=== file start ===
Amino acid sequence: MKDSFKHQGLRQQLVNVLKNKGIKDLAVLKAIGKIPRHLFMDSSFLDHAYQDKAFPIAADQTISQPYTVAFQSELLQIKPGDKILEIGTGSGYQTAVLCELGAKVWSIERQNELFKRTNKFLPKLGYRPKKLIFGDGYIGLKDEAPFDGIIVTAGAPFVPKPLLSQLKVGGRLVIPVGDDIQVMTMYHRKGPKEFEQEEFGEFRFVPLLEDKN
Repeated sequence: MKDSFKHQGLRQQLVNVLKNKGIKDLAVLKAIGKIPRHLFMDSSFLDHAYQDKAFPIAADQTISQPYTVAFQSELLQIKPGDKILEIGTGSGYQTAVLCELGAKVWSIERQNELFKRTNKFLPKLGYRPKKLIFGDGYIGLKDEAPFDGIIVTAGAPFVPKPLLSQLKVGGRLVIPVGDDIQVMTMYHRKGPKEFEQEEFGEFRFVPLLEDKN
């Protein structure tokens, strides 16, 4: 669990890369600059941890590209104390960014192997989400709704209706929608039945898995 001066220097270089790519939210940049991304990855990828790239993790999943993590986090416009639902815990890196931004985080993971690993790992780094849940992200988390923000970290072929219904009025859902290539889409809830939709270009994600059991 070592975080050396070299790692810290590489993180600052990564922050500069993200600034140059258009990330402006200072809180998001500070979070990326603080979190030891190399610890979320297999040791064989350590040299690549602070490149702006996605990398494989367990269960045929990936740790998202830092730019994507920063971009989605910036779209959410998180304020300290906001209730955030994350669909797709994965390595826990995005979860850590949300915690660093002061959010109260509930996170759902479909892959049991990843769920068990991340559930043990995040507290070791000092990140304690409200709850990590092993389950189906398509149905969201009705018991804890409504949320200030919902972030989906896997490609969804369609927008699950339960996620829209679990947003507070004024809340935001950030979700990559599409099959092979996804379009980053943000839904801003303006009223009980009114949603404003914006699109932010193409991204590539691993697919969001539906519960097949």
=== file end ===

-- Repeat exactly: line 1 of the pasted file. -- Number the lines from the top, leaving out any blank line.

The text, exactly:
Amino acid sequence: MKDSFKHQGLRQQLVNVLKNKGIKDLAVLKAIGKIPRHLFMDSSFLDHAYQDKAFPIAADQTISQPYTVAFQSELLQIKPGDKILEIGTGSGYQTAVLCELGAKVWSIERQNELFKRTNKFLPKLGYRPKKLIFGDGYIGLKDEAPFDGIIVTAGAPFVPKPLLSQLKVGGRLVIPVGDDIQVMTMYHRKGPKEFEQEEFGEFRFVPLLEDKN